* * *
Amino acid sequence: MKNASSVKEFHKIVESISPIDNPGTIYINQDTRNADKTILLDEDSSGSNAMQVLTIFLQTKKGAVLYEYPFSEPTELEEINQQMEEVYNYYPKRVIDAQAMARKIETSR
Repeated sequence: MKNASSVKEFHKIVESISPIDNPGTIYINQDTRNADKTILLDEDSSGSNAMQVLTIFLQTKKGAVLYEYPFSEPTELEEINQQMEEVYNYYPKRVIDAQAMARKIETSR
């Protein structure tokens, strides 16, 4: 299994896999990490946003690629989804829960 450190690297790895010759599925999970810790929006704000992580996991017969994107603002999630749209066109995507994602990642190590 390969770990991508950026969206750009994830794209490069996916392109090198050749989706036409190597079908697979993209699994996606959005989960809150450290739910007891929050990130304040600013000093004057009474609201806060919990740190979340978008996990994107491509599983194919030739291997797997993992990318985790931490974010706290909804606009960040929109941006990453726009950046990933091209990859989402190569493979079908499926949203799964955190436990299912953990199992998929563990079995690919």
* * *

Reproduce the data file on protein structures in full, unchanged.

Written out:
Amino acid sequence: MKNASSVKEFHKIVESISPIDNPGTIYINQDTRNADKTILLDEDSSGSNAMQVLTIFLQTKKGAVLYEYPFSEPTELEEINQQMEEVYNYYPKRVIDAQAMARKIETSR
Repeated sequence: MKNASSVKEFHKIVESISPIDNPGTIYINQDTRNADKTILLDEDSSGSNAMQVLTIFLQTKKGAVLYEYPFSEPTELEEINQQMEEVYNYYPKRVIDAQAMARKIETSR
């Protein structure tokens, strides 16, 4: 299994896999990490946003690629989804829960 450190690297790895010759599925999970810790929006704000992580996991017969994107603002999630749209066109995507994602990642190590 390969770990991508950026969206750009994830794209490069996916392109090198050749989706036409190597079908697979993209699994996606959005989960809150450290739910007891929050990130304040600013000093004057009474609201806060919990740190979340978008996990994107491509599983194919030739291997797997993992990318985790931490974010706290909804606009960040929109941006990453726009950046990933091209990859989402190569493979079908499926949203799964955190436990299912953990199992998929563990079995690919």